The outcome of the contest for North Carolina governor hinges on the votes cast in more than 44,000 ballots, which could trigger a recount and push the weary campaigns toward the end of the month.
But it’s unknown how many of those ballots will be counted. More than half of provisional ballots voted in 2012 were deemed not eligible to count.
Democratic Attorney General Roy Cooper held a lead of 4,980 over Republican Gov. Pat McCrory in votes counted through Wednesday afternoon, not counting the tens of thousands of yet-uncounted votes from provisional ballots as well as from absentee ballots.
The N.C. Board of Elections hopes to know from county boards by Thursday how many provisional ballots were cast around the state and where. The provisionals could change the outcome of the election if a large number of them come from counties that are strongholds for either candidate, and are not offset by additional votes for their opponent.
Both sides have enlisted attorneys who specialize in election law to guide them through the painstakingly slow process of a recount.
Provisional ballots are not counted on Election Day. Voters can cast provisional ballots if there are questions about their eligibility or qualification to vote in a specific election cycle or on a specific type of ballot. Provisional ballots are held until the questions can be resolved and reported to the county elections board, whose members make a final determination. County boards are scheduled to certify the results on Nov. 18.
By the end of the day Wednesday, 69 counties had reported receiving 44,400 provisional ballots.
In the 2012 gubernatorial race between McCrory and then-Lt. Gov. Walter Dalton, more than 22,000 provisional ballots were counted, and they favored Dalton by 1,700 votes. Democrats have traditionally voted by provisional ballot more than Republicans.
On Wednesday, Wake County reported unofficially nearly 7,000 provisional ballots submitted and more than 2,000 absentee ballots to be counted. Mecklenburg County reported unofficially more than 3,600 provisional ballots submitted and 1,200 absentee ballots to be counted.
The runner-up in a statewide race can ask for a recount if the final count separates the two candidates by fewer than 10,000 votes.
While Cooper claimed victory early Wednesday, McCrory vowed to make sure every vote was counted. McCrory’s campaign raised questions about 90,000 ballots that weren’t counted until late on Election Night in Durham County, which put Cooper in the lead. The McCrory campaign said it had “grave concerns over potential irregularities” in Durham.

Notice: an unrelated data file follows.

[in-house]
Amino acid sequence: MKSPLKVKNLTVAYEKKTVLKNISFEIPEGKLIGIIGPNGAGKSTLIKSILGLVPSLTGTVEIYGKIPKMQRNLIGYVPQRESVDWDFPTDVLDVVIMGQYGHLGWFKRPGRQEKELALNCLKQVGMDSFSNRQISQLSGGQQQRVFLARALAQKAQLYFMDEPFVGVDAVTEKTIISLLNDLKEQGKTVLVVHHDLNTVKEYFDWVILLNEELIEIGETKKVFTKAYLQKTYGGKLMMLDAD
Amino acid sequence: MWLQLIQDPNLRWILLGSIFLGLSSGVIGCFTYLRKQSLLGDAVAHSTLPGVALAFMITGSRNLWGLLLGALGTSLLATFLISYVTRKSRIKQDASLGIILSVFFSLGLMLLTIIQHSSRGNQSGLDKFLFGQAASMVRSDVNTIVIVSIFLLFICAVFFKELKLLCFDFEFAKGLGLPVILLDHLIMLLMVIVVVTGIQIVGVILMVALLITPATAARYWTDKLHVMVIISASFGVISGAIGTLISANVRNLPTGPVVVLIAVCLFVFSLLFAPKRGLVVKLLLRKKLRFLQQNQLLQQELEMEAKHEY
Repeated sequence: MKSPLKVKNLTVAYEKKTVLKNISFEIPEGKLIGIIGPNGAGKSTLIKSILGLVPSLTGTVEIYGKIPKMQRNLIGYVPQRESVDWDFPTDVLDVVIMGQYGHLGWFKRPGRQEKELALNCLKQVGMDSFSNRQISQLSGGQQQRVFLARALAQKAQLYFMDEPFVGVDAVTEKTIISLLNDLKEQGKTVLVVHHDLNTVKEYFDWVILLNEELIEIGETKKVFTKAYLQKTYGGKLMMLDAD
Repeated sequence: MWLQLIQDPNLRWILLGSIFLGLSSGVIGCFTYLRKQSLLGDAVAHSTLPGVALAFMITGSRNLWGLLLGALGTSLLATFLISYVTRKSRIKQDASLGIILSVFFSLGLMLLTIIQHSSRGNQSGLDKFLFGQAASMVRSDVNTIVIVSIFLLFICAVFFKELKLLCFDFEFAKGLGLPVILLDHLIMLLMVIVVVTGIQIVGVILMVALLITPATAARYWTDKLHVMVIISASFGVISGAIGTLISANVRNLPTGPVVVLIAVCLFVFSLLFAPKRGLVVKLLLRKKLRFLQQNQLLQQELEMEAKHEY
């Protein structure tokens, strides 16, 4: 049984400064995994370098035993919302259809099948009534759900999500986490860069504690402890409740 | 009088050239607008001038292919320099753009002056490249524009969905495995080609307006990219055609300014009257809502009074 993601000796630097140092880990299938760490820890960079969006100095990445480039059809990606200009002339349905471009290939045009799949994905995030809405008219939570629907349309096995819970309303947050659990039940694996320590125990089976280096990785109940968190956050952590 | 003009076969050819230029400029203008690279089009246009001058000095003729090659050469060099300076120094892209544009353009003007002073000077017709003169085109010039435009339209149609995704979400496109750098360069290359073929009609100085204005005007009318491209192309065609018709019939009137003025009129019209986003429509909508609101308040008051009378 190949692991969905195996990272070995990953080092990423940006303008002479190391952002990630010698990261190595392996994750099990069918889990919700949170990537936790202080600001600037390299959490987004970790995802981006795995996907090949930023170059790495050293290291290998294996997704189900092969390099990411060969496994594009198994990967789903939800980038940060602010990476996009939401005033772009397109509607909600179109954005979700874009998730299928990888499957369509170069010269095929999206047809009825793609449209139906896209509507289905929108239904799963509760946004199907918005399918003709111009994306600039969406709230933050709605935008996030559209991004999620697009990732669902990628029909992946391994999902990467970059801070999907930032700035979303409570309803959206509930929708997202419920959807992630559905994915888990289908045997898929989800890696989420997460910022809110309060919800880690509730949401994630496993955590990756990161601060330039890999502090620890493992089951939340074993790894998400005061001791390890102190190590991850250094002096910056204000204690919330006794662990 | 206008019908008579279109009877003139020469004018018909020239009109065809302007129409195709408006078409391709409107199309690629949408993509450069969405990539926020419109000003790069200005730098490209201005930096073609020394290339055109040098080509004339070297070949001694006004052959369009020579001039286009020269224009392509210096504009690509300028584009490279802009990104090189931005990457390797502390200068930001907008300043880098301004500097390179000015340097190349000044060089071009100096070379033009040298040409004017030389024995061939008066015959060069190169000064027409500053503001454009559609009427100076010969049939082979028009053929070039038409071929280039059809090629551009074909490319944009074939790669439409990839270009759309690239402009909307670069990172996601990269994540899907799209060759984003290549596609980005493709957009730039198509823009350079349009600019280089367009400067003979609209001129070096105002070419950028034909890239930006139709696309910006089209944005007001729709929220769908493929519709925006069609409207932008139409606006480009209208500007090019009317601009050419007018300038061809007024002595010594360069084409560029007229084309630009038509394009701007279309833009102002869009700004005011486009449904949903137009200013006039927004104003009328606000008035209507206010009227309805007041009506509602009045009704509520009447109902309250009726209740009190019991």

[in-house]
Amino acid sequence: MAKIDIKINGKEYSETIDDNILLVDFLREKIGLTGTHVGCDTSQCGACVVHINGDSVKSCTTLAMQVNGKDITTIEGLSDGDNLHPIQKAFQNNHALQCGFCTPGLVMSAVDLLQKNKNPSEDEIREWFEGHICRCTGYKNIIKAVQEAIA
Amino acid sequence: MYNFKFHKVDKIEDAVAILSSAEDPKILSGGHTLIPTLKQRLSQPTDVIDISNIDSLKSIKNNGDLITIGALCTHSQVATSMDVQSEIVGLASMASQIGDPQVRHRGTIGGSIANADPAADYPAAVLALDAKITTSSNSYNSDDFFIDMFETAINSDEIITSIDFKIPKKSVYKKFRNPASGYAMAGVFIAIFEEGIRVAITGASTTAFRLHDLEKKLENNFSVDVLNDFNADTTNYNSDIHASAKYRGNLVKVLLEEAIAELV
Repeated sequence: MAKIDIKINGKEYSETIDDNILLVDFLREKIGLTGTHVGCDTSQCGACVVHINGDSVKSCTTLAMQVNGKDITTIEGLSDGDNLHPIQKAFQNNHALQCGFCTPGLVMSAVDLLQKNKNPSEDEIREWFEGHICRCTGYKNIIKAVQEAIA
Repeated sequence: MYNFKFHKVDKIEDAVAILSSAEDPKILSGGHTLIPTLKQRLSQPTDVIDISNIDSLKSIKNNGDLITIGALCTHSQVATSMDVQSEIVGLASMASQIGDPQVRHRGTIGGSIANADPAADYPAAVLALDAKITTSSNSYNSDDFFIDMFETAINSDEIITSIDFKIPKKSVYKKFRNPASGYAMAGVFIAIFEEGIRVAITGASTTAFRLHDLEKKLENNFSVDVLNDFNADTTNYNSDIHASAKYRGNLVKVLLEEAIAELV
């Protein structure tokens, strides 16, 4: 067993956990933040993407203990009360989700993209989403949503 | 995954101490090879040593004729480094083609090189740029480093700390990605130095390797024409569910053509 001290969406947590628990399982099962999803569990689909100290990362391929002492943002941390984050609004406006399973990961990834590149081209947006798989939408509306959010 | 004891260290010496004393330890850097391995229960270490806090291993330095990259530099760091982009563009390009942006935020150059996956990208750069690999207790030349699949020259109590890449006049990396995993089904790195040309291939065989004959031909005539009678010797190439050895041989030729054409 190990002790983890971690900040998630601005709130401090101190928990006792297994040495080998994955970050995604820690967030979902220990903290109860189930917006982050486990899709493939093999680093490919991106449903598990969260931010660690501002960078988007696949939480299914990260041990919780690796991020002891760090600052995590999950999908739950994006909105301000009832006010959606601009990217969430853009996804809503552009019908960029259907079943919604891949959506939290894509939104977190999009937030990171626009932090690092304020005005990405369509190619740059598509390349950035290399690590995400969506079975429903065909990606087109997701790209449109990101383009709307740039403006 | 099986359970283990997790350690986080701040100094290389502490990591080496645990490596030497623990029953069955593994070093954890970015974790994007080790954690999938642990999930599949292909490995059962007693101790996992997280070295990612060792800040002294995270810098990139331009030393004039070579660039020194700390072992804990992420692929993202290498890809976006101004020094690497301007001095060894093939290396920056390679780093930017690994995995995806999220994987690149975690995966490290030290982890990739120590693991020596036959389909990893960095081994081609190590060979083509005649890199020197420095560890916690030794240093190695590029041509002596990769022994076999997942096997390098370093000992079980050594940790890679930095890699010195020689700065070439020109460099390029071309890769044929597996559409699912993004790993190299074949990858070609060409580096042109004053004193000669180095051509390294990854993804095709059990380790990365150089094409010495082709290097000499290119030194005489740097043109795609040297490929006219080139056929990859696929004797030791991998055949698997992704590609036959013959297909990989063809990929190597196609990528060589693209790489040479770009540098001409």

McCrory strategist Chris LaCivita said Cooper celebrated too early.
“The votes have been cast in the gubernatorial election, but many have yet to be counted,” LaCivita said in a statement. “Currently, there are tens of thousands of outstanding absentee, military and provisional ballots across the state, and claiming an outcome before the process has concluded is irresponsible and disrespectful to the voters of North Carolina whose voices have yet to be heard.”
A Cooper campaign spokesman, Ford Porter, issued a statement Wednesday afternoon.
“Last night, the people of North Carolina chose a new Governor with new priorities,” Porter said. “With all precincts reporting, we have a strong lead and are confident that once the results are certified, we will confirm last night’s victory. In the coming weeks, Governor-elect Cooper will be laying out an agenda for moving North Carolina forward.”
News researcher David Raynor and Charlotte Observer writer Jim Morrill contributed.
Gubernatorial race: What happens now?
The electorate hasn’t spoken until all the votes from Election Day, absentee, early and provisional ballots are counted and certified. Here’s how we get there:
▪ Absentee ballots are still coming in: Mail-in absentee ballots must be postmarked on or before Election Day, and will be accepted until 5 p.m. Monday. Overseas and military absentee ballots will be accepted through Nov. 17.
▪ Hand-to-eye audits: Every county is required to conduct sample counts of randomly selected precincts and one-stop sites to confirm what the voting machines have tabulated. These hand-to-eye counts must be done in public. In addition, the state Board of Elections must conduct its own sample audit, which it did Wednesday afternoon and released the results.
▪ Provisional ballots: Each county elections board must meet to determine if individual voters who cast provisional ballots during early voting and Election Day are eligible. Provisional ballots are used when a potential voter doesn’t appear in poll books or if there are other questions. Counties were uploading the data to the state board’s website on Wednesday.
▪ Canvass: County boards must validate their election results at public meetings on Nov. 18.
▪ Recounts: For statewide offices such as governor, if the difference between the top two candidates is 10,000 votes or less, the runner-up can demand a recount after the county canvasses are done. The demand deadline is noon Nov. 22. The state board then sets a schedule for the counties to recount in open session. In all other contests, the difference between candidates must be within 1 percent of the total votes cast on that ballot item.
▪ And finally: On Nov. 29, the state Board of Elections has to certify the results of statewide, multi-district and judicial contests. Not until that canvass is complete are the election results official.